Four years of hard work have culminated today in the launch of the Royal College of Psychiatrists 2022 curricula.
The new curricula are shorter and simpler than the previous ones, which were often overlooked. The rules that oversee core and specialty psychiatry training have been moved out of the curricula and into the College’s Silver Guide. The Curricula Implementation Hub contains resources and training on all aspects of the new curricula.
Flexibility and personalisation are at the heart of the new rules and curricula. Mandated requirements have been replaced by recommendations, to ensure that any trainee in any placement is able to meet the demands of each curriculum. An holistic approach, combined with adherence to the College’s values for psychiatrists, are central to each curriculum.
Dr Subodh Dave, Dean of the College, said:
“The new curricula have at their heart a person-centred ethos, with key capabilities tailored to deliver personalised care for patients and personalised professional development plans for learners. Our new curricula speak to our identity as psychiatrists – integrating psychosocial sciences and neurosciences. Ensuring that our curricula help deliver improved patient outcomes has long been one of my cherished goals. I am really pleased that in our new curricula we have a world-leading set of learning outcomes that place the individualised care of patients in a population context at the core of training for all future psychiatrists.”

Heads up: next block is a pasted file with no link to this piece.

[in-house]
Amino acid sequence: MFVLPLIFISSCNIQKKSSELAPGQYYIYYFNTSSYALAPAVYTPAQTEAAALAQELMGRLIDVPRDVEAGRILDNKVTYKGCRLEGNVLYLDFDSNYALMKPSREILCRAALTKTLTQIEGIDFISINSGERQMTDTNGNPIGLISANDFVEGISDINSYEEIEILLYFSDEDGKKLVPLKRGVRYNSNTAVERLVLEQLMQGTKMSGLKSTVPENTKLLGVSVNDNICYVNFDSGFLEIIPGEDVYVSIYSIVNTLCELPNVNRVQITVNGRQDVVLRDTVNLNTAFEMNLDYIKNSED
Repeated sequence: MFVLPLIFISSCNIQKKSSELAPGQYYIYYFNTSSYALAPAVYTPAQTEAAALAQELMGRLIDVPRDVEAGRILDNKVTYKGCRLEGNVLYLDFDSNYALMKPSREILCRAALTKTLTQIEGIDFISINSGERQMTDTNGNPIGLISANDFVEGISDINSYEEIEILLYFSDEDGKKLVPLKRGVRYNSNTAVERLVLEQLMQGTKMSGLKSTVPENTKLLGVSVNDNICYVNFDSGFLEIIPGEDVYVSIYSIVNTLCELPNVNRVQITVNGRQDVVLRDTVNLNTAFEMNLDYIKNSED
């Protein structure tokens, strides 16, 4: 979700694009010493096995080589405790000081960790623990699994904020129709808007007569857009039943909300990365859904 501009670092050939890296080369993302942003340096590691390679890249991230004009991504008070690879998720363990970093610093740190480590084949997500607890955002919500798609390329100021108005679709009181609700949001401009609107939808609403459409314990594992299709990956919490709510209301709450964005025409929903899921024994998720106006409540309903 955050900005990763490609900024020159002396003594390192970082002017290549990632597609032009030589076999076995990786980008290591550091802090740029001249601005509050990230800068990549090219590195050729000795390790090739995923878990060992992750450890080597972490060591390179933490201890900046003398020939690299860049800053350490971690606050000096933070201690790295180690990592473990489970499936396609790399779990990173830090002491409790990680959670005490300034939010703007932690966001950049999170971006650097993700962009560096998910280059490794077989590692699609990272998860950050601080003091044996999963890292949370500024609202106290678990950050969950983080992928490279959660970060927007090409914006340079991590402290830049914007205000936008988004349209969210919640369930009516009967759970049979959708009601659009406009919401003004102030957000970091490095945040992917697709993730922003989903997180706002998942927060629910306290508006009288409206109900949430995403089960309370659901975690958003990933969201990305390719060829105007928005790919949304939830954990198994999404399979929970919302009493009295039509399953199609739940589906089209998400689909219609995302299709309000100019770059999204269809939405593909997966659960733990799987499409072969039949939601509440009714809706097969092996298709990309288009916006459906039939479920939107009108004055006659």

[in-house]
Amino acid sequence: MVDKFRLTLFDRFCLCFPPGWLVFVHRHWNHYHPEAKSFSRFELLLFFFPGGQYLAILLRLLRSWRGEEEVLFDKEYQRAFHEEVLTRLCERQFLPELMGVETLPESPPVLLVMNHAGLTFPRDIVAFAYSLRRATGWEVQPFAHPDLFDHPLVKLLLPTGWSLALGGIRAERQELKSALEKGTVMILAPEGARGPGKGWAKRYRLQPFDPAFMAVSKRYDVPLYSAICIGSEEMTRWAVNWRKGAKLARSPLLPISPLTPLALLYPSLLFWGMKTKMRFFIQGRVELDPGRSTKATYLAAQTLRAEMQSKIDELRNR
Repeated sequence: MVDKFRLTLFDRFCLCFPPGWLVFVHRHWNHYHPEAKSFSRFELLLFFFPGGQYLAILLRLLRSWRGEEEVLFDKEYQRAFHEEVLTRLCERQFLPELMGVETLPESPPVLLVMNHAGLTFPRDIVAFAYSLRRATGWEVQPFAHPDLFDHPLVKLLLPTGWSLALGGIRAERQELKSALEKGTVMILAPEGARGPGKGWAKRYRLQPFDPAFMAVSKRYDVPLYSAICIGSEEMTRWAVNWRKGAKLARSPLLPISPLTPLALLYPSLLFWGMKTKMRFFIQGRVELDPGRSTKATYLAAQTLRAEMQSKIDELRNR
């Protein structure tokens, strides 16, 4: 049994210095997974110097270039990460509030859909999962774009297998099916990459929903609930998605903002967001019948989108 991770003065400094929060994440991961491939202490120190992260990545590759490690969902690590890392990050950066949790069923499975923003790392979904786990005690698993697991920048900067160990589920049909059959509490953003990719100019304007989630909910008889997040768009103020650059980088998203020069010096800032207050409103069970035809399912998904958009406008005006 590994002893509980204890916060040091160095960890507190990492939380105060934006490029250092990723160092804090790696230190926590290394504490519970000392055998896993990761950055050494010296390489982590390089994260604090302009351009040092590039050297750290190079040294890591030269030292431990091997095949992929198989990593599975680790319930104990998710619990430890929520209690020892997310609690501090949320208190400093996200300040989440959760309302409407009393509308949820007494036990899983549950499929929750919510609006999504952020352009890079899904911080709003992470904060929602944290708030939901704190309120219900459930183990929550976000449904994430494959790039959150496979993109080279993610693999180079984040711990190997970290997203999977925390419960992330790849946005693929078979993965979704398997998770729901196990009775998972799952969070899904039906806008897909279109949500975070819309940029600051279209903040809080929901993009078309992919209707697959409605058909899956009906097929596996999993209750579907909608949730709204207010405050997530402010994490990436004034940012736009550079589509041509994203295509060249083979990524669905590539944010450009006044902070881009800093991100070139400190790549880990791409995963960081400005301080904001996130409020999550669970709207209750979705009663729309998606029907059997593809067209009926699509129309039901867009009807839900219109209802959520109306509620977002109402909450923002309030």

Over the course of the next two years, most trainees aside from those about to complete core or higher training will move to the new curricula – guided at all times by their Trusts/Health Boards and supervisors. Everyone who needs to transition must have done so before August 2024.
Dr Ian Hall, Chief Examiner, said:
“The new curriculum has enabled us to start working on a new syllabus for the CASC exam, which will include a new emphasis on a personalised approach to patient care, and the interaction between physical and mental health.”
Trainees will notice that the Portfolio Online platform now directs them to a placement-specific personal development plan where all their development activities and evidence are collated against the High Level Outcomes and key capabilities of the new curricula. Supervisors will create the Psychiatric Supervision Report from within this PSPDP, saving time for trainees as the process is automatic, and providing a visible summary of end of year evaluations and the trainee’s development.
Dr John Russell, Associate Dean for Curricula, who led this work, said:
“The changes we have made will put the new curricula at the heart of psychiatry training. I’m excited to see our vision being realised and would like to thank the many, many people who have contributed to this achievement.”